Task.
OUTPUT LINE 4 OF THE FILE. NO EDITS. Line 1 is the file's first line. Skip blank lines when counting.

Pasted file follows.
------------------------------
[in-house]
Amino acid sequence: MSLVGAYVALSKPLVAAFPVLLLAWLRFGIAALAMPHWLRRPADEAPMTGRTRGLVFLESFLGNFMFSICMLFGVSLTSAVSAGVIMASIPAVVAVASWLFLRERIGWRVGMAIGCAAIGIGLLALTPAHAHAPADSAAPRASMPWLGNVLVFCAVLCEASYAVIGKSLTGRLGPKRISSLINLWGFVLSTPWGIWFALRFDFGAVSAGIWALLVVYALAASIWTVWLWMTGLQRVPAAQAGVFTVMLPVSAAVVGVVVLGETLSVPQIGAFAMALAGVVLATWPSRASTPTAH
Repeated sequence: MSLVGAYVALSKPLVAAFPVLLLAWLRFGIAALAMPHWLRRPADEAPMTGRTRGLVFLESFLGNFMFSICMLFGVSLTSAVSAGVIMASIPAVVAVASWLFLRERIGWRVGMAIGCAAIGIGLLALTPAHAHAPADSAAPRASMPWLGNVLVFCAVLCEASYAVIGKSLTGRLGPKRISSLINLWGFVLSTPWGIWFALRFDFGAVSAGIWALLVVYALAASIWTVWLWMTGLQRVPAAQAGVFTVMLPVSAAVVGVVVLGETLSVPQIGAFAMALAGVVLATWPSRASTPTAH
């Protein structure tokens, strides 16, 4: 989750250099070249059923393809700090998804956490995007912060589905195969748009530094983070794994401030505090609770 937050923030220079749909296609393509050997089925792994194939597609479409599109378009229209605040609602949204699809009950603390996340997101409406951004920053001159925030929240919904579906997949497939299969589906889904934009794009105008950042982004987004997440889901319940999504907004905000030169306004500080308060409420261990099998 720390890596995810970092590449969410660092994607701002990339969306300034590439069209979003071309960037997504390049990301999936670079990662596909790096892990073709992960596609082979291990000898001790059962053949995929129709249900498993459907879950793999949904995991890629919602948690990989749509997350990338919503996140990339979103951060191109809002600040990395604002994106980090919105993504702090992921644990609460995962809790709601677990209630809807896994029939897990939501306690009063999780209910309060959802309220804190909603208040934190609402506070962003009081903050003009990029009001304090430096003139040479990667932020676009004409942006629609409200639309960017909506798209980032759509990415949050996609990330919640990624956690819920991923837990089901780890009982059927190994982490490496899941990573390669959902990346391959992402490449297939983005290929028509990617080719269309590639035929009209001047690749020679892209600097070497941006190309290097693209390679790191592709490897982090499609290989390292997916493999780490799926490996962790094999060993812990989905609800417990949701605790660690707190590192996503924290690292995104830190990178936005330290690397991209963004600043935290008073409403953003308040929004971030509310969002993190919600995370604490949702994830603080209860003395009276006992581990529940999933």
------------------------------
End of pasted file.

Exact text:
């Protein structure tokens, strides 16, 4: 989750250099070249059923393809700090998804956490995007912060589905195969748009530094983070794994401030505090609770 937050923030220079749909296609393509050997089925792994194939597609479409599109378009229209605040609602949204699809009950603390996340997101409406951004920053001159925030929240919904579906997949497939299969589906889904934009794009105008950042982004987004997440889901319940999504907004905000030169306004500080308060409420261990099998 720390890596995810970092590449969410660092994607701002990339969306300034590439069209979003071309960037997504390049990301999936670079990662596909790096892990073709992960596609082979291990000898001790059962053949995929129709249900498993459907879950793999949904995991890629919602948690990989749509997350990338919503996140990339979103951060191109809002600040990395604002994106980090919105993504702090992921644990609460995962809790709601677990209630809807896994029939897990939501306690009063999780209910309060959802309220804190909603208040934190609402506070962003009081903050003009990029009001304090430096003139040479990667932020676009004409942006629609409200639309960017909506798209980032759509990415949050996609990330919640990624956690819920991923837990089901780890009982059927190994982490490496899941990573390669959902990346391959992402490449297939983005290929028509990617080719269309590639035929009209001047690749020679892209600097070497941006190309290097693209390679790191592709490897982090499609290989390292997916493999780490799926490996962790094999060993812990989905609800417990949701605790660690707190590192996503924290690292995104830190990178936005330290690397991209963004600043935290008073409403953003308040929004971030509310969002993190919600995370604490949702994830603080209860003395009276006992581990529940999933």